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Saturday, 25 August 2018

Rental crisis looms

Rental shortages

Some months ago I wrote about the prospect of a 'rental crisis' being the next big housing market story (even leading some readers to question my mental health - isn't social media the best?).

Of course, these trends play out over a period of years rather than in tune with today's 24-hours news cycle.

And just as I was lambasted for flagging overbuilding of units in some pockets in 2013 I don't expect much support this time around either.

Despite record dwelling construction through this cycle, rental vacancies have actually fallen over the past year, with only Sydney holding the numbers up as record supply comes online (a huge number of investors bought off the plan in this cycle).

In some markets such as Hobart and a number of regional towns rental vacancies have sunk as close to zero as you'll ever see (there'll always be some frictional vacancies) - and Canberra is heading in that direction - but these episodes may be explained by local factors.

The acid test will be what plays out in Victoria.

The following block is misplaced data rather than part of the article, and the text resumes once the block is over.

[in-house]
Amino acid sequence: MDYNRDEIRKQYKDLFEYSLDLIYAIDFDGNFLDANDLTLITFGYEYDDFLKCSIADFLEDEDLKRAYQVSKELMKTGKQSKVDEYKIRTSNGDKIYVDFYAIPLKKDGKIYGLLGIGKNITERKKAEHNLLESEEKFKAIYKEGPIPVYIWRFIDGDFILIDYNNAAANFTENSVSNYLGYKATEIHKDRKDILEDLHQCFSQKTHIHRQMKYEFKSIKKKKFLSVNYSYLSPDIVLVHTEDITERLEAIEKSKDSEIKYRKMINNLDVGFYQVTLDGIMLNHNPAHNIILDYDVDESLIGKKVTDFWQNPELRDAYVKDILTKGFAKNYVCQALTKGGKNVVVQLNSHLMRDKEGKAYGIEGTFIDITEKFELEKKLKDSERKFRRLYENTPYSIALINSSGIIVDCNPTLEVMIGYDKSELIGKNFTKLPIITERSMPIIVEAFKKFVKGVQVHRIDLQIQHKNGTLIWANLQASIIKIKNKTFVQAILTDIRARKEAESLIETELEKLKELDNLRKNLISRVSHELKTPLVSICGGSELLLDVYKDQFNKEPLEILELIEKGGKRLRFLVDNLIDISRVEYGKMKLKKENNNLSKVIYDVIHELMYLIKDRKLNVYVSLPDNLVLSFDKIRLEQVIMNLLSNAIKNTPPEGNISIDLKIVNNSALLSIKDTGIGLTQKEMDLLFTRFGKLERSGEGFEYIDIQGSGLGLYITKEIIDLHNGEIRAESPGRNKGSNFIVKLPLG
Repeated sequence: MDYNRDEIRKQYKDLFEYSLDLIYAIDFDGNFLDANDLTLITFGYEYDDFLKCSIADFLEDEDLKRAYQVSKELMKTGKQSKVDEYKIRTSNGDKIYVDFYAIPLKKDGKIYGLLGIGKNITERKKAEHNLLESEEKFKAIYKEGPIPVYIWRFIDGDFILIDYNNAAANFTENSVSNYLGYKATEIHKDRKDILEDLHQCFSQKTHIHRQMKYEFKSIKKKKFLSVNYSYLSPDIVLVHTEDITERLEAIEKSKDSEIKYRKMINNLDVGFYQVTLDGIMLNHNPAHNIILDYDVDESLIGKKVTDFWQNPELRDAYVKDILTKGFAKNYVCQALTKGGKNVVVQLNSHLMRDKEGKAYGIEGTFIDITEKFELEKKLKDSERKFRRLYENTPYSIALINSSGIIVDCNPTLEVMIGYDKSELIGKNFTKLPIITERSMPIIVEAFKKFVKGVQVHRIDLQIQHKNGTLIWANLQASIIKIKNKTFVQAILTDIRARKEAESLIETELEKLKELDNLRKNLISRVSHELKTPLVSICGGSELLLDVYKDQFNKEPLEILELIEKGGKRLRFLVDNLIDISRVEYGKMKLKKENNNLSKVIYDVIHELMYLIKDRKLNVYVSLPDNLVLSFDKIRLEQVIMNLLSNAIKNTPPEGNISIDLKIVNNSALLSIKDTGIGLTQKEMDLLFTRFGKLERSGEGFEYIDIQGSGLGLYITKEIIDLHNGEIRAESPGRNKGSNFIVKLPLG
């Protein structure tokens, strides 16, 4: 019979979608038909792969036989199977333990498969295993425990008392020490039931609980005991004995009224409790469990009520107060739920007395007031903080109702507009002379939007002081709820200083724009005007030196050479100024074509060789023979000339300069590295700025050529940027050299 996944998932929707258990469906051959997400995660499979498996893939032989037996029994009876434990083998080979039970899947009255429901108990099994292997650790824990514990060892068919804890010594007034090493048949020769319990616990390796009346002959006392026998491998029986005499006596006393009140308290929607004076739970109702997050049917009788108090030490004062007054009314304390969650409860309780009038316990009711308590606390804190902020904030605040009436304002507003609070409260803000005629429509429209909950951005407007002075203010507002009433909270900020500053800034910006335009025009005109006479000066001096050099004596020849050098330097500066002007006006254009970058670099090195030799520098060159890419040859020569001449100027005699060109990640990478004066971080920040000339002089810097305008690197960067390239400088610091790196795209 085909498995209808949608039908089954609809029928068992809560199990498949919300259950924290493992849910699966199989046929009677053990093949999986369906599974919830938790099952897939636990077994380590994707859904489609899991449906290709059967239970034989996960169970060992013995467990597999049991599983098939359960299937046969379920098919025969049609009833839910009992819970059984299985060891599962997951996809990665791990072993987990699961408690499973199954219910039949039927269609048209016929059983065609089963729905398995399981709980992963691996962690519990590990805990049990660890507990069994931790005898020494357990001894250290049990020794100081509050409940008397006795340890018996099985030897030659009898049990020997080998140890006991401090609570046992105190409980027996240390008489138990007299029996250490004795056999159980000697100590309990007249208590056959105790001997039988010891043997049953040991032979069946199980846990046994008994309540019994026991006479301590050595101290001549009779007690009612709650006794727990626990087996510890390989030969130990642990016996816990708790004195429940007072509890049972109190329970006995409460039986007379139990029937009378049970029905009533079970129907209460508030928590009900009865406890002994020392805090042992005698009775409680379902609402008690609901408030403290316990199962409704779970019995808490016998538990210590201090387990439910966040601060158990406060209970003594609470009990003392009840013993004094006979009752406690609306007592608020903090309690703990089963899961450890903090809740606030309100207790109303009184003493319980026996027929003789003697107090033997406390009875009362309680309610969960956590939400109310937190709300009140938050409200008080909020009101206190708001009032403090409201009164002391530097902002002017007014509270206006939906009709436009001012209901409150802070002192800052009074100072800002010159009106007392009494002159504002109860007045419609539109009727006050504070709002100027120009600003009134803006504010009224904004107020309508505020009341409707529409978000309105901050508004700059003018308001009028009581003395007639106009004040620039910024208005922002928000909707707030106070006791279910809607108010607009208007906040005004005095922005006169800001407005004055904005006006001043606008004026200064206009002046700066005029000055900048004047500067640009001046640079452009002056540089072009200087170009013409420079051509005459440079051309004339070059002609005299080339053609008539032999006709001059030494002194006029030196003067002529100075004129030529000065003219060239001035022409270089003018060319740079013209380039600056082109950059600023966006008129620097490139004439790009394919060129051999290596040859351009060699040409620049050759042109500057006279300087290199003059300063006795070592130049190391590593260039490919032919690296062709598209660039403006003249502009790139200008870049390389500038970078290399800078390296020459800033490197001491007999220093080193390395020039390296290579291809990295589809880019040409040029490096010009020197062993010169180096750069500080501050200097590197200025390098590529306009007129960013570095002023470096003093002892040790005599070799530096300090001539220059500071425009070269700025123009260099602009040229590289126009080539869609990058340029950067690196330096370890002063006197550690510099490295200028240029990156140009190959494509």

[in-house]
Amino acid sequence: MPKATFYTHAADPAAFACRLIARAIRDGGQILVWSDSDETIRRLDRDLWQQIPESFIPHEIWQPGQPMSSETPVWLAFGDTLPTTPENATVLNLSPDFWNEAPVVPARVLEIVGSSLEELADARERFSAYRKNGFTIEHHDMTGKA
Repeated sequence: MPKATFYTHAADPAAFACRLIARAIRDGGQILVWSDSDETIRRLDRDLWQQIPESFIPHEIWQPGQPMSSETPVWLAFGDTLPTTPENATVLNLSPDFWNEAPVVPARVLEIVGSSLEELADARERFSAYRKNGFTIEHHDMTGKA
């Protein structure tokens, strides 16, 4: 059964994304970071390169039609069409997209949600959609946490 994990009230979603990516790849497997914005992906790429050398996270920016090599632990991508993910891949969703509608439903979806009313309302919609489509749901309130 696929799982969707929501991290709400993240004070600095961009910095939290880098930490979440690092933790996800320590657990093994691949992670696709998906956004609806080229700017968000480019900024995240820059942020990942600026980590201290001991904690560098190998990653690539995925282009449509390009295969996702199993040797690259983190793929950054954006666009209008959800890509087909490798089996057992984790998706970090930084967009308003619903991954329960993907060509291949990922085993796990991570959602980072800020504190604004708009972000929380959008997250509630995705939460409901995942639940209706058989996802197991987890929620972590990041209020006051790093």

And the signs aren't looking good for renters, with the latest REIV figures showing the state's vacancy rate plunging to the lowest level on record. 

Source: ABC News/REIV

As Melbourne accelerates towards full employment on the back of a record construction boom, the state is attracting migrants from all over Australia as well as overseas.

The city added more than 125,000 residents over the past year, and will exceed 5 million later today.

This year the city will likely add at least as many residents again.

In the normal course of events the rental market would respond accordingly.

But in this instance Labor is proposing making prospective investment unattractive altogether by quashing negative gearing, which will greatly diminish the availability of affordable rental housing.